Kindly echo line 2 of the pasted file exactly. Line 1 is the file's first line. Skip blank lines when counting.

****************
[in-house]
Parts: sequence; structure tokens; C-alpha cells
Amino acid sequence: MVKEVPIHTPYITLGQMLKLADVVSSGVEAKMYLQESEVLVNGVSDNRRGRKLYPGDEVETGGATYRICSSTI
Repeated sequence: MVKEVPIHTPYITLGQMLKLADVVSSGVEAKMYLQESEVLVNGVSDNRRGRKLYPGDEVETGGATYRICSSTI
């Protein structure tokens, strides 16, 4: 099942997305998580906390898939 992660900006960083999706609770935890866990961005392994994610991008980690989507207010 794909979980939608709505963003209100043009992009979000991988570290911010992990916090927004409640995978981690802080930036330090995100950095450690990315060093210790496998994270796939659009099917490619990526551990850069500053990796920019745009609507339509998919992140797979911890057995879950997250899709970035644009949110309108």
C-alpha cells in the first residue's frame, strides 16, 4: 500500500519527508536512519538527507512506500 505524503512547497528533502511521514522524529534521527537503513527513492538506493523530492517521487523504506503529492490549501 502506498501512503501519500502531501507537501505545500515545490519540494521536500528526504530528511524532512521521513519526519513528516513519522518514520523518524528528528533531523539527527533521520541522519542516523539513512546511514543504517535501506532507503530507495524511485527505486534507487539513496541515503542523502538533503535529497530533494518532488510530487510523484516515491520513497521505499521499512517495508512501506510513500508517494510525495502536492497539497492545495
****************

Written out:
Parts: sequence; structure tokens; C-alpha cells